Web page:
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Singing the Dream: American Sheet Music at the British Library: Part 6

Introduction | Part 1 | Part 2 | Part 3
Part 4 | Part 5 | Part 6 | Part 7
Part 8 | Part 9 | Part 10

The Spanish American War, 1898

The Spanish American War of 1898 played a vital role in establishing the United States as a world power and in securing for the country a foreign empire. The path to war was accelerated by sinking of the USS Maine in Havana harbour on 15 February 1898. On 25 April, the United States formally declared war on Spain.
Despite once being the world's greatest power, Spain's colonies at this time had been reduced to Cuba, Puerto Rico, the Philippines, and the Carolina, Marshall and Mariana Islands. Yet for even these few, Spain seemed to lack the resources to govern, and in both the Philippines and Cuba local guerrilla forces had been pressing for independence.
In the United States several factors combined to make intervention (particularly in Cuba), inevitable. First, American business interests were eager for entrance into these markets. Second, newspaper magnates such a Joseph Pulitzer and William Randolph Hearst relentlessly sensationalised tales of Spanish atrocities in order to boost the papers circulation. Third, an underlying sense of America's 'manifest destiny' made expansion a natural option.
The War itself lasted for eight months and ended with the signing of the Treaty of Paris on December 10, 1898. This treaty established the independence of Cuba, ceded Puerto Rico and Guam to the United States, and allowed the United States to purchase the Philippines Islands from Spain for $20 million. The War cost the United States $250 million and 3000 troops, ninety percent of whom died from infectious diseases.

Flag of the Free

Flag of the Free (12kb)
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Zabriskie, John G. Flag of the Free. New York: Howley, Haviland & Co., [1898]. H.1798.pp.(64)
Copyright © The British Library

Four weeks after the sinking of the USS Maine, a U.S. Navy Department board of inquiry announced that a mine had detonated under the ship: in other words, the Spanish were not directly to blame. This conclusion was met with outrage. The "yellow press" had already labelled the Spanish government as the guilty party, and this report did nothing to change public opinion. Although President McKinley continued to press for a diplomatic solution to the Cuban problem, he also increased military preparations since Spanish resistance to Cuban independence appeared to be hardening. On 21 April, the United States began a blockade of Cuba. On 23 April Spain declared war on the United States, and Congress responded likewise two days later.

 

Admiral Dewey's March

Admiral Dewey\'s March (11kb)
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Cary, E.C. Admiral Dewey's March.Boston: Cary Brothers, 1898. h.3281.x.(57)
Copyright © The British Library

Following the destruction of the USS Maine, Commodore George Dewey received orders to take the USS Olympia to the Philippines where it was to attack the Spanish at Manila Bay. The Olympia arrived at the mouth of the bay on the night of April 30. By the following afternoon, Dewey's troops had sunk or captured the entire Spanish fleet. Not a single American life was lost. News of this victory quickly reached the United States, and Dewey became a national hero. Many marches were written to celebrate his achievement - this is just one of them.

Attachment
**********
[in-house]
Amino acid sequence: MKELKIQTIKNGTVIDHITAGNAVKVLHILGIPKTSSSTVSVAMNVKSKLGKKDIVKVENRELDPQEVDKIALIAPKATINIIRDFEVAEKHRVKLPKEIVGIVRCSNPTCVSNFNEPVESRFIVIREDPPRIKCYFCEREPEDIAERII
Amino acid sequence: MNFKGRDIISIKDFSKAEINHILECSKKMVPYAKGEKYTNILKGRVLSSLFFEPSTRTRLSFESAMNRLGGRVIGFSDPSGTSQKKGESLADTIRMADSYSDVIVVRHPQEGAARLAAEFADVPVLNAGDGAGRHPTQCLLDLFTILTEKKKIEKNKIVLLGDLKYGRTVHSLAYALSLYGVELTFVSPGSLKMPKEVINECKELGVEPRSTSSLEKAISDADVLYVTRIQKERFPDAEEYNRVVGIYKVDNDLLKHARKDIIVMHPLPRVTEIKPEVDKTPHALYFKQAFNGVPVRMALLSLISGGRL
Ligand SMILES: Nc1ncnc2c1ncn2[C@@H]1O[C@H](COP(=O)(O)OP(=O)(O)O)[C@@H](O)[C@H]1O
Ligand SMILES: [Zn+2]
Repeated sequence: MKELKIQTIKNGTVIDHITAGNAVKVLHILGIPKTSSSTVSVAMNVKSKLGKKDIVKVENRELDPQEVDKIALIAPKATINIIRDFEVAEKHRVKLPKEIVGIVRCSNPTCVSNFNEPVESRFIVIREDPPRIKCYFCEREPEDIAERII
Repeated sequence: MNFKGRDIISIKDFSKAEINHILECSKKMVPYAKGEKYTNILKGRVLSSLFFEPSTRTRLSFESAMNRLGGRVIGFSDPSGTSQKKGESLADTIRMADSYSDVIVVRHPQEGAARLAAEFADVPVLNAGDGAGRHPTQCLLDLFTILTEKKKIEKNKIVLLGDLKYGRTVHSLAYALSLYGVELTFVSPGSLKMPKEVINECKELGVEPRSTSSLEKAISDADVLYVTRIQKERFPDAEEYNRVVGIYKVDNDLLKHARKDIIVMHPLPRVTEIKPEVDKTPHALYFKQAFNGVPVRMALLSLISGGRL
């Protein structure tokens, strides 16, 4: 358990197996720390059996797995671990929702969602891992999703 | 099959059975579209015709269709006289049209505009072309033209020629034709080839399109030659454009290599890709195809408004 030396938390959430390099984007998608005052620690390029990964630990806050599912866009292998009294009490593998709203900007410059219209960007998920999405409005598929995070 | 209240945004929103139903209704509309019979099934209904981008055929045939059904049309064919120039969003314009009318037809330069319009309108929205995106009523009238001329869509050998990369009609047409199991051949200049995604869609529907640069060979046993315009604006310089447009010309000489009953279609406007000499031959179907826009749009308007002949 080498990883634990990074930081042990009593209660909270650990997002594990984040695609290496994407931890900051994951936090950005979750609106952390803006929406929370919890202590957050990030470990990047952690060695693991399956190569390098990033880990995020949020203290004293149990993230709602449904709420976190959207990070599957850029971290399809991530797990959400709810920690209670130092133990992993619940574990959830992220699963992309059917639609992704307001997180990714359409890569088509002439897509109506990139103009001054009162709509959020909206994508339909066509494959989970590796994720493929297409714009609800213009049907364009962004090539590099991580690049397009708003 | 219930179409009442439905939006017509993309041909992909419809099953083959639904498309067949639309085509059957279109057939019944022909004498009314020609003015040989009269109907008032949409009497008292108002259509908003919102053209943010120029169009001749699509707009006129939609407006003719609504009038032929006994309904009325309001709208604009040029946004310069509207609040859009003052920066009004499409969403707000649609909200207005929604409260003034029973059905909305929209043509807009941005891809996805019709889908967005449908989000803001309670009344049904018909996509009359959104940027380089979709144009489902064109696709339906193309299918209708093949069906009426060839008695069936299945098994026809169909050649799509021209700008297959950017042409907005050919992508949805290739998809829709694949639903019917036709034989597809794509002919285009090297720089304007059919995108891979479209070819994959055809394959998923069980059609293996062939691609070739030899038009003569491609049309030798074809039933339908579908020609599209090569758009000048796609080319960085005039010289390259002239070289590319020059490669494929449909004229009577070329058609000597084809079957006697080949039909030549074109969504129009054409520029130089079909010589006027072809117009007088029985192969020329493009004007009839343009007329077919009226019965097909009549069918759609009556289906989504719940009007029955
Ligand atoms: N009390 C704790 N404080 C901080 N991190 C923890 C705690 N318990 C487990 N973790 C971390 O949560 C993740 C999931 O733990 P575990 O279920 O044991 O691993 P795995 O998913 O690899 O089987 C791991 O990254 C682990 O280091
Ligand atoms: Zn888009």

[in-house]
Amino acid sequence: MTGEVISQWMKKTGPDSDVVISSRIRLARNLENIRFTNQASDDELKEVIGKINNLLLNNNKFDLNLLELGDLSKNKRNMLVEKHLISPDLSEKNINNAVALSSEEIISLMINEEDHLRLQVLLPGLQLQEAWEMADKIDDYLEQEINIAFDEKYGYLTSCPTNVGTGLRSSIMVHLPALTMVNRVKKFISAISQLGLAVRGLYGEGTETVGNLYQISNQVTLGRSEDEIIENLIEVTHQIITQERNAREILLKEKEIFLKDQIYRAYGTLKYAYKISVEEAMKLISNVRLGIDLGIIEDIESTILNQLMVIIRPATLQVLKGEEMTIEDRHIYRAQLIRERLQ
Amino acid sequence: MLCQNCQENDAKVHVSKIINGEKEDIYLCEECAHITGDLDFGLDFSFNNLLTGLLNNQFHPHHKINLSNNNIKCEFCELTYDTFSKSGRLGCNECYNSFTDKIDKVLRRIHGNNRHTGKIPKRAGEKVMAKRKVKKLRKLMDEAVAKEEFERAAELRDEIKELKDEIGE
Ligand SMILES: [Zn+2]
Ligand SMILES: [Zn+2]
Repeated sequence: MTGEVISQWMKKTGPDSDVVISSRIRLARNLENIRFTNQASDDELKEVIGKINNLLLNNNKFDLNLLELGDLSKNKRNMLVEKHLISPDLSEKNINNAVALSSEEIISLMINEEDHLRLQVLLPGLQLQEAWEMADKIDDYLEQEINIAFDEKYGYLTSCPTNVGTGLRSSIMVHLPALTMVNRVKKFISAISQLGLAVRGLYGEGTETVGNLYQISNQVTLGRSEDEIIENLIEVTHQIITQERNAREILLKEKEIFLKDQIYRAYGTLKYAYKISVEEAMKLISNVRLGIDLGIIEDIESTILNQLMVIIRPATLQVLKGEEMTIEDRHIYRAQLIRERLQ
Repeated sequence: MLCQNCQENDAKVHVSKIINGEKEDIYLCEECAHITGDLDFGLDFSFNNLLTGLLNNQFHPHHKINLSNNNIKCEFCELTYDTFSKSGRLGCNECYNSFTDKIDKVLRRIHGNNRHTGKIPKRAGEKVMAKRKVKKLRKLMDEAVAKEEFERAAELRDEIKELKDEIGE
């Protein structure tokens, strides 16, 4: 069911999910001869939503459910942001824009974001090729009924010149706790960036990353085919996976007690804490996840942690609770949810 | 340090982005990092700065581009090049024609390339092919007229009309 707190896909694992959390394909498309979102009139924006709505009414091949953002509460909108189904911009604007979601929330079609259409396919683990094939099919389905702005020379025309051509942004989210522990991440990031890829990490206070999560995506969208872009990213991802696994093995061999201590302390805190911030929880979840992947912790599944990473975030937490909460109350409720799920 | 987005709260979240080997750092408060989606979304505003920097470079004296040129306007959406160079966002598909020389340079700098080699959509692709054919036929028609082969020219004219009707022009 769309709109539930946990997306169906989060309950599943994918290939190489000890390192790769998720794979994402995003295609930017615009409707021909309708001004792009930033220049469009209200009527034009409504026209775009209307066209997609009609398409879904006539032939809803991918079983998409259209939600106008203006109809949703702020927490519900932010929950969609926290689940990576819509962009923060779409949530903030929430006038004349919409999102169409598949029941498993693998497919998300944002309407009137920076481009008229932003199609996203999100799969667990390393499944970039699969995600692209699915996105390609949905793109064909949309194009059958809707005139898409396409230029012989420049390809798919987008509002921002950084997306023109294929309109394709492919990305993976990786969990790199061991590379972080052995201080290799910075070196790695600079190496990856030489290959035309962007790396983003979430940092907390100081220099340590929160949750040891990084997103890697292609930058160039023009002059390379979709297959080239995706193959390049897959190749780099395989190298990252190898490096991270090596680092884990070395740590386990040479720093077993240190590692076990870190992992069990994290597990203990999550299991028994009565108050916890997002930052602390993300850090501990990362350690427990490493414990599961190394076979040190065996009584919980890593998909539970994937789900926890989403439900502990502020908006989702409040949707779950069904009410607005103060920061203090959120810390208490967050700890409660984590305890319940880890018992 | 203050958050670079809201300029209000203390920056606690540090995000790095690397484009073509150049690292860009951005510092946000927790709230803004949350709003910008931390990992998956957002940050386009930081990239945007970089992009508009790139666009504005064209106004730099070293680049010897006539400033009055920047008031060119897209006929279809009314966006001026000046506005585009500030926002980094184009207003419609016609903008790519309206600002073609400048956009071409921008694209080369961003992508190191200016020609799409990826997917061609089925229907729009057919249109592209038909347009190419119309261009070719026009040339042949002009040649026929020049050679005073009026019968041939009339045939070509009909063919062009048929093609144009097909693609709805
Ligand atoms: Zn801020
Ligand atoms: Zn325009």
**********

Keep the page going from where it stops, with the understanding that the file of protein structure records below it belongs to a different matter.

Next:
American Marines. March. Piano Solo

American Marines. March. Piano Solo (11kb)
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Tocoben, Louis. American Marines. March. Piano SoloNew York: Howley, Haviland & Co., 1898. h.3282.n.(2)
Copyright © The British Library

Among those on the USS Maine on 15 February 1898 were forty US Marines, a quarter of whom were foreign born. The Marine Corps traces its institutional roots to the Continental Marines, which were formed by a resolution passed by the Continental Congress in 1775. In 1834, Congress passed the Act for the Better Organization of the Marine Corps, stipulating that the Corps was part of the Department of the Navy and a sister service to the U.S. Navy itself. During the Spanish American War the Marines led U.S. forces ashore in the Philippines, Cuba, and Puerto Rico. At Guantanamo Bay, Cuba, they seized a naval base that remains in use today.

 

Our Sailor Boys at Santiago: A Battle Song.

Our Sailor Boys at Santiago: A Battle Song (10kb)
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Sidwell, K. Our Sailor Boys at Santiago: A Battle Song. Chicago: S. Brainard's Sons, 1898. H.1799.p.(51)
Copyright © The British Library

The largest navel battle between Spain and the United States took place around Santiago de Cuba, Cuba's second port, on 3 July 1898. It was a decisive victory for the Americans, who lost only two men compared to the nearly 500 troops lost by Spain. Admiral Pascual Cervera y Topete had had grave misgivings about this encounter long before it happened and had urged his government to take on the United States near the Canary Islands. The Spanish government refused to consider such a plan, insisting, to Cervera's consternation, that his fleet sail to the Americas. In the battle that ensued, the entire Spanish Caribbean squadron was destroyed.

Introduction | Part 1 | Part 2 | Part 3
Part 4 | Part 5 | Part 6 | Part 7
Part 8 | Part 9 | Part 10


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